I left Hornby mid-February for India via England and Wales to give my annual Yoga retreat in the Himalayan foothills. I had decided that this month’s Yoga column would be a compilation of replies to the question I would pose to those I met along the way, ’What is Yoga to you?’

My eldest grandson got the ball rolling. He offered up his take by defining Yoga as ‘calming’. He told me, ‘ Yoga gives breathing and meditation practices that are calming and when we are calm we feel better. My youngest fidgeted around with resistance and answered in two words, ‘it’s exercise’. En route to the Victoria airport my friend of 35 years explained to me that Yoga was a way of life that promoted focus and centering, and with that comes a refined ability to deal with stress, which enhances mental and physical health. In the departure lounge in Vancouver a young Indian woman on her way to Bombay to be with her dying mother told me with all assurance, ‘Yoga is for balancing the mind which promotes health in the body. It’s the lack of balance in our mind that creates all illnesses’.

The stylish British African Customs Officer in London was delightful when I turned his question to me on him. Your profession madam? I’m a Yoga teacher and artist. He lifted his gaze from the electronic light illuminating my passport and leaned closer toward me and whispered with an urgency, ‘tell me about Yoga’ which gave me the opportunity to pose my question. The robotical mayhem of travelers, airport officials, and long queues seemed to disappear and he said,’ I’m not sure how to define Yoga, but I think I need it! Our work here is increasingly stressful and I need to know how I might begin to learn more about Yoga to help with this issue? ‘We continued to chat about his options of having private or group sessions and time seemed no issue to him as we talked. I suggested that Yoga was fundamentally about awareness of the breath and this handsome man sat back and took a deep long breath. His shoulders relaxed and his smile grew wider as we finished up our conversation and I moved on. An overweight, middle aged Officer caught my eye as he was hurrying by and I mentioned things were good to have been able to have a meaningful conversation about Yoga while going through Customs! He stopped and turned toward me saying with a sigh, ‘Ahhh, Yoga…’, as though he was referring to a far off Shangri-La that everyone ought to visit, no passport required.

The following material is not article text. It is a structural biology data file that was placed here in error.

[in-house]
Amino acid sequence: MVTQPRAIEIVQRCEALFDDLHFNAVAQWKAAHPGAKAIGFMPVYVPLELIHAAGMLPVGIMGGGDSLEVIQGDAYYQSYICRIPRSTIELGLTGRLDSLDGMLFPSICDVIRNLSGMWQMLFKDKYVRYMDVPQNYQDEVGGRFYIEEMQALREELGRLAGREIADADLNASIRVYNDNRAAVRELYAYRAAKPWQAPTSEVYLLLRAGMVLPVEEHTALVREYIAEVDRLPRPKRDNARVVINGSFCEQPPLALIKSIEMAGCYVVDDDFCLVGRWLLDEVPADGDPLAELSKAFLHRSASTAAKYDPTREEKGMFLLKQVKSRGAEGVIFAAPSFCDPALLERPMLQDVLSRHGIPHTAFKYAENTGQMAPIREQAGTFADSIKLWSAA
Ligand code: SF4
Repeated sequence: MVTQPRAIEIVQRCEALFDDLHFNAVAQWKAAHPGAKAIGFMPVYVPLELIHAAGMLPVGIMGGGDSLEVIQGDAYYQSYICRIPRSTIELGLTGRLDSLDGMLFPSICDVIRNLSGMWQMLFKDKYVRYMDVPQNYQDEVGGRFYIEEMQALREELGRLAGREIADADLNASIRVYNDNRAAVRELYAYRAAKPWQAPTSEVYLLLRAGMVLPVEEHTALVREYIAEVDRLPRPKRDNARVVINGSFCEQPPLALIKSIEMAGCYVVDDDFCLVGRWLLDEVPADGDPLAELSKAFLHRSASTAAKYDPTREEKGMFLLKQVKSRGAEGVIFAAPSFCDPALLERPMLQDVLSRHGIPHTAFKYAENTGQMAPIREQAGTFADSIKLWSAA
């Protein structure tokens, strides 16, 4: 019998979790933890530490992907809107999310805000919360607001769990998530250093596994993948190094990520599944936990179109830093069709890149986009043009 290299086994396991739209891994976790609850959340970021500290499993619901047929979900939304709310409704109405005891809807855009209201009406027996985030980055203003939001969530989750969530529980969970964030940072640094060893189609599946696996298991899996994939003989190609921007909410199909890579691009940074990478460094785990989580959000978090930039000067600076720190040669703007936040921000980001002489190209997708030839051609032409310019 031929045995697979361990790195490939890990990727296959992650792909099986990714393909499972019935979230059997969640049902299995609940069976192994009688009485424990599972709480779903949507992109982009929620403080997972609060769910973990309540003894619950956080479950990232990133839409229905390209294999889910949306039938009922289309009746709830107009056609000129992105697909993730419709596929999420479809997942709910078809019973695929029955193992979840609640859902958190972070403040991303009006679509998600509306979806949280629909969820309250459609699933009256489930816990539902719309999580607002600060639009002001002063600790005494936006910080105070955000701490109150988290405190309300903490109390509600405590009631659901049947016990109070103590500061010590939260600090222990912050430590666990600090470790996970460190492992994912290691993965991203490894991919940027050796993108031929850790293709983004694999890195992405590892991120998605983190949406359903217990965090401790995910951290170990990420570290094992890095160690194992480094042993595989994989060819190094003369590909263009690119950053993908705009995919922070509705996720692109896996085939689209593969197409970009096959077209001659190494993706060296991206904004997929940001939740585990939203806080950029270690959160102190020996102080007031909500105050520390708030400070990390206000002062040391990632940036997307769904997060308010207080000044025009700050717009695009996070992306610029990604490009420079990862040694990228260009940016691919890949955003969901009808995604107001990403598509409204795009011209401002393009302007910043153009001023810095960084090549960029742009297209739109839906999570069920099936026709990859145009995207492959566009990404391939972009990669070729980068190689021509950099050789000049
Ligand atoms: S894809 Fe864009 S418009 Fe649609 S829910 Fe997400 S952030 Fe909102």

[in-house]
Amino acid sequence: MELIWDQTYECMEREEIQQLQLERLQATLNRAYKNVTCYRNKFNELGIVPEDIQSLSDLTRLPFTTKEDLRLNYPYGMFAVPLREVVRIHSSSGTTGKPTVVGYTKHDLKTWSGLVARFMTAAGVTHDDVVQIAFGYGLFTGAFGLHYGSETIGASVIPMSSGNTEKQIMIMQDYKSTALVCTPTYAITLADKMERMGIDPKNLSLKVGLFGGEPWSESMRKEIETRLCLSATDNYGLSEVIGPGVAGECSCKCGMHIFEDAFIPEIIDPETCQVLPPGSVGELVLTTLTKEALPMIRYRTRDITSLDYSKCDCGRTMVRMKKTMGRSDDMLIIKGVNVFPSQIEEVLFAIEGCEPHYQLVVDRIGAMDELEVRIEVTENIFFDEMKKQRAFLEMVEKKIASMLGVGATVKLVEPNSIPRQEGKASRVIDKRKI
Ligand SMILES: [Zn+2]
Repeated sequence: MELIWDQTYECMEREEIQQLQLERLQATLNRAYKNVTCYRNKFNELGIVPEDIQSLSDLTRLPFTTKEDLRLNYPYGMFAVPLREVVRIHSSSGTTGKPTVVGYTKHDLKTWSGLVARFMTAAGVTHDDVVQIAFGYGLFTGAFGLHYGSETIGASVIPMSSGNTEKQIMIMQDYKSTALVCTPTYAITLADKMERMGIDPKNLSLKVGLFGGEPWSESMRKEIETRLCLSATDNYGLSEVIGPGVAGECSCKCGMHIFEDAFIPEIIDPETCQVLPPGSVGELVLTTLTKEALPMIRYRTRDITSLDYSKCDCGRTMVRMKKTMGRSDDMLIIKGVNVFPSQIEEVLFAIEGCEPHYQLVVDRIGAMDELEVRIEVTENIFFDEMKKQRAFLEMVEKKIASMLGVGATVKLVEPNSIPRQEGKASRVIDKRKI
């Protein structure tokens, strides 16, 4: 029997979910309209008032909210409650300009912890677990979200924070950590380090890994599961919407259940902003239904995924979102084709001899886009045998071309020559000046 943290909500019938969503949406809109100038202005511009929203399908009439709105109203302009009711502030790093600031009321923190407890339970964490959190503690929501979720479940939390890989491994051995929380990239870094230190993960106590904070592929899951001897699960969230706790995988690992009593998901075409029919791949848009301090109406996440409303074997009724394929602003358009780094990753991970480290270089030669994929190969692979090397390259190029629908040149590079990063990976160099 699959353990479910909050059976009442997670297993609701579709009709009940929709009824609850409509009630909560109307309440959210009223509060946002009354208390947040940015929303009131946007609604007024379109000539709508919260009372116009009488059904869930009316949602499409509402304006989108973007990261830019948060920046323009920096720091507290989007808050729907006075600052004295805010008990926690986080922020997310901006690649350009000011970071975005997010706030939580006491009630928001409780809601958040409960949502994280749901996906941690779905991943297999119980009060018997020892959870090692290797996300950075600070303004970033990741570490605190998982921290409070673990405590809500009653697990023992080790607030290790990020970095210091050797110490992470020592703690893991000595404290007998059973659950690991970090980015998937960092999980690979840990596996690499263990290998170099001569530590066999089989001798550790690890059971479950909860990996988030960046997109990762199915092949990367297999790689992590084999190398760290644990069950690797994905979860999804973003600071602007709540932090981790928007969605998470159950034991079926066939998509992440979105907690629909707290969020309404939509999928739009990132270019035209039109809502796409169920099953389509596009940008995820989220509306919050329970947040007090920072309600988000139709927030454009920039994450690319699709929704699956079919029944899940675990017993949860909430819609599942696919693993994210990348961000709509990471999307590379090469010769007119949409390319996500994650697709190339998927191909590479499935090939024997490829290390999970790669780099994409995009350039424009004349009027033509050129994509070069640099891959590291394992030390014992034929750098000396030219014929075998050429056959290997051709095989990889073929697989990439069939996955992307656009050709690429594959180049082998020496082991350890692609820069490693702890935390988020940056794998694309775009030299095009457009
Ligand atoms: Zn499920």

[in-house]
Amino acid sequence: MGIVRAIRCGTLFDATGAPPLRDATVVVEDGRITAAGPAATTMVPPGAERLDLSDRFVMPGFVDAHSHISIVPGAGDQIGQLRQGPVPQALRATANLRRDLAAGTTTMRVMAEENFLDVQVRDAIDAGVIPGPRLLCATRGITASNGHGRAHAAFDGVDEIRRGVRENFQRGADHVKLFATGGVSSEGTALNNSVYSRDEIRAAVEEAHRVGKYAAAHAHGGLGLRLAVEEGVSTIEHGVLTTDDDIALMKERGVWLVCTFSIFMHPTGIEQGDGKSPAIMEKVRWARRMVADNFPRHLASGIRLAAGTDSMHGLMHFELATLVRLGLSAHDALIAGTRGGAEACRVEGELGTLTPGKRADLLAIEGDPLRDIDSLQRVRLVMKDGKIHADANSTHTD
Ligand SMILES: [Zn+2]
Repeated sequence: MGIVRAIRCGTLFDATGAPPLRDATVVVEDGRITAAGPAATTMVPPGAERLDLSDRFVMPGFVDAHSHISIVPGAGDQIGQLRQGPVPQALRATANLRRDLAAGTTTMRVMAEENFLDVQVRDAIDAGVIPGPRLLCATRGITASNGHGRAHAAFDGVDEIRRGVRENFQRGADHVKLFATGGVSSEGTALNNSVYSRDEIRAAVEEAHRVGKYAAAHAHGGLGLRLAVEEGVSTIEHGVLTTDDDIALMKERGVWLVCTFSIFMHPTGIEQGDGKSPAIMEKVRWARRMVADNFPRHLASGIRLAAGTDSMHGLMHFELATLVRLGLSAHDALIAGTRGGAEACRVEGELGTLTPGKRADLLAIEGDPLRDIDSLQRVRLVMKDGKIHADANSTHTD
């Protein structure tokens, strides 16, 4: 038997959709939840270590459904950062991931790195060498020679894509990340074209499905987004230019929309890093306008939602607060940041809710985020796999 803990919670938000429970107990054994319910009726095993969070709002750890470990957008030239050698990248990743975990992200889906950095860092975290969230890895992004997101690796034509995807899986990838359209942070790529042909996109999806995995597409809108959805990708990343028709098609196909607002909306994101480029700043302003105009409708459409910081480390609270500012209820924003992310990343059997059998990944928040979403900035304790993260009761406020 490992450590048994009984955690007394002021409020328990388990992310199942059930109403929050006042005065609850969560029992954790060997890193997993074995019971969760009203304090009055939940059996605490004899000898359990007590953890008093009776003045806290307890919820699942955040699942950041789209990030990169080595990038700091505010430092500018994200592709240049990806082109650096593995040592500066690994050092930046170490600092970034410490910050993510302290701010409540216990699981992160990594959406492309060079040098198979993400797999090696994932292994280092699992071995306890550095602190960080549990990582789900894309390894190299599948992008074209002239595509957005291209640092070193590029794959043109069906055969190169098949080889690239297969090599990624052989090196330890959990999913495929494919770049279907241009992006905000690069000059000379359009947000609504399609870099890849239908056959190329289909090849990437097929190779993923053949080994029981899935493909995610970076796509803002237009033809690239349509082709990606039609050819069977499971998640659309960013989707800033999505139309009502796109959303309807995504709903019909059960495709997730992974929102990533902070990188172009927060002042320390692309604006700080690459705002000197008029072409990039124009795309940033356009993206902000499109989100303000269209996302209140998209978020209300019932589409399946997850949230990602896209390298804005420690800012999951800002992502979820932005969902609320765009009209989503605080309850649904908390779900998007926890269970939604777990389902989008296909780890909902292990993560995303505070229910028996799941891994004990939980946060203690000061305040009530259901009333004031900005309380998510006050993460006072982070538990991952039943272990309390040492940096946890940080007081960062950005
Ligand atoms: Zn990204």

In London I’m told by my young friend I stay with that Yoga is about stretching and consciously bringing the mind ‘back into’ the body. A overly chatty woman I sat with on the train to Swansea, en route to her dying mother, expressed that Yoga is about meditation and while she’s never ‘done Yoga’ she assumes it might take her to the very precious meditative zone that music does, which she turns to when her life becomes too busy, too much. My dear old Aunt Minnie with dementia tells me that she thinks Yoga might be something that is slow and very lovely.

For me, the meaning of Yoga is ever evolving. It began as a fulfilling physical practice 30 years ago and today is central to the deep soulful healing of childhood trauma. Yoga inspires me every day to continue on this glorious path of personal transformation. What is Yoga to you?

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